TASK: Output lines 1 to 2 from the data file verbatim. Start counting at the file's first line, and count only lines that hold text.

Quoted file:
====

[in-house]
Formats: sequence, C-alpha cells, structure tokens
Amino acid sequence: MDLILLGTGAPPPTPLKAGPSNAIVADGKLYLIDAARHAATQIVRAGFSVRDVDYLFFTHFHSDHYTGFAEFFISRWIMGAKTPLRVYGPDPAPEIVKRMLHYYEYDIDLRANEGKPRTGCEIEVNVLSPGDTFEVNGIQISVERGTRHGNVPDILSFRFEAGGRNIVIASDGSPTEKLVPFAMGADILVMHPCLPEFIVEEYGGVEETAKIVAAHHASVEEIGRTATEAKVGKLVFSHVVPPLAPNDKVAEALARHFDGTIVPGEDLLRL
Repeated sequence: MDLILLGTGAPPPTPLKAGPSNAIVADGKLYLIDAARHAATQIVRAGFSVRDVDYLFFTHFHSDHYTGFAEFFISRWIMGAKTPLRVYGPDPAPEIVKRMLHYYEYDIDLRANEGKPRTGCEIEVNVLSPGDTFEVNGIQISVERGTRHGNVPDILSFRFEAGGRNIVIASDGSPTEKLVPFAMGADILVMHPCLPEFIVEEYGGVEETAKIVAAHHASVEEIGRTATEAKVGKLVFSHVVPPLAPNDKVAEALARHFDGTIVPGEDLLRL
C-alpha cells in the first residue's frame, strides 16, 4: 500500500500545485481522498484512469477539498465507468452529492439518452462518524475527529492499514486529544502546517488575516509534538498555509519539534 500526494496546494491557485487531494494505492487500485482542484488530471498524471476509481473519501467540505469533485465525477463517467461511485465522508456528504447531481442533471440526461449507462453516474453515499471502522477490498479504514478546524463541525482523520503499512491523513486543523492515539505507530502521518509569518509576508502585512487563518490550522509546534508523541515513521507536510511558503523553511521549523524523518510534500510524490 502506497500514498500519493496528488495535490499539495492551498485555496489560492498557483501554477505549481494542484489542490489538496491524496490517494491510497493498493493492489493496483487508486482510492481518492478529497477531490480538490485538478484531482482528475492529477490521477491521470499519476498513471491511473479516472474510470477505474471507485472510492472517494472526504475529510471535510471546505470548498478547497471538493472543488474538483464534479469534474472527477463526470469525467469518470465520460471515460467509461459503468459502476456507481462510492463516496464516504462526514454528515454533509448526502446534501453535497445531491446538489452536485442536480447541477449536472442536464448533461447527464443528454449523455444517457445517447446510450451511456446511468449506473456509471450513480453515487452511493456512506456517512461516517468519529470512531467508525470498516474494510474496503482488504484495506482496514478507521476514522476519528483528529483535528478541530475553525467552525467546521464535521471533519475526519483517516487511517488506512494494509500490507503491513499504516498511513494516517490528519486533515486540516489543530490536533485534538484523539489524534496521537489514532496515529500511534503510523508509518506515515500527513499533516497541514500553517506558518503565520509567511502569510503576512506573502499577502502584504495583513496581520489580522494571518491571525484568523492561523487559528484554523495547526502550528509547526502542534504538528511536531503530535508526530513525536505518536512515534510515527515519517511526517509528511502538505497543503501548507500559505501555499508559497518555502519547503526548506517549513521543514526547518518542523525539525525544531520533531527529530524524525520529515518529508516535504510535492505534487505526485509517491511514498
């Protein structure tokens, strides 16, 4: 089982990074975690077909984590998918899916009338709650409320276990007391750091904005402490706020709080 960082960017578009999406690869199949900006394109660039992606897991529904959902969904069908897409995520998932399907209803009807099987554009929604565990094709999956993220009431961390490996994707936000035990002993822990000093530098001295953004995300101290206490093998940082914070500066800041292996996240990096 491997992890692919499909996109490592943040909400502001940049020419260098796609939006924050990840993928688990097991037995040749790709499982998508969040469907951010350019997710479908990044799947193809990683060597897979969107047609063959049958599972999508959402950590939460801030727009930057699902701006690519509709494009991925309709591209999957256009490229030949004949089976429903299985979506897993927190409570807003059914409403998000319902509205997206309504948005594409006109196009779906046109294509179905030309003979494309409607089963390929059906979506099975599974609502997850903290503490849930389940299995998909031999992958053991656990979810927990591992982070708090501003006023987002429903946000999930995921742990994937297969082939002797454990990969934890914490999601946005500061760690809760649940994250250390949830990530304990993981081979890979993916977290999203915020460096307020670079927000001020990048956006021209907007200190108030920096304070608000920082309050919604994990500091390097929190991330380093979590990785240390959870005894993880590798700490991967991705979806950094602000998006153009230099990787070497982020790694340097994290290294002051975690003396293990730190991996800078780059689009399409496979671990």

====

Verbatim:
[in-house]
Formats: sequence, C-alpha cells, structure tokens